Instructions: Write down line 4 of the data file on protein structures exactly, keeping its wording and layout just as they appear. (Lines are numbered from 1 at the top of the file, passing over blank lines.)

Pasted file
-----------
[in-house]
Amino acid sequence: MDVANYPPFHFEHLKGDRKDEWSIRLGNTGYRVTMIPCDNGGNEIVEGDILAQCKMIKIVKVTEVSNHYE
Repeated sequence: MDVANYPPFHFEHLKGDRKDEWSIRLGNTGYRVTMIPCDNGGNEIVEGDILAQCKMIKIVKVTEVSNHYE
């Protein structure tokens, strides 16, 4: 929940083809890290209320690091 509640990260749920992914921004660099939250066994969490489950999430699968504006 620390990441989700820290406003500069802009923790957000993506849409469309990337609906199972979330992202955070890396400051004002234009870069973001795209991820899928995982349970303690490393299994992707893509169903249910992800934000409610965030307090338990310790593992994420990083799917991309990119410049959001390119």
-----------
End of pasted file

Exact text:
């Protein structure tokens, strides 16, 4: 929940083809890290209320690091 509640990260749920992914921004660099939250066994969490489950999430699968504006 620390990441989700820290406003500069802009923790957000993506849409469309990337609906199972979330992202955070890396400051004002234009870069973001795209991820899928995982349970303690490393299994992707893509169903249910992800934000409610965030307090338990310790593992994420990083799917991309990119410049959001390119």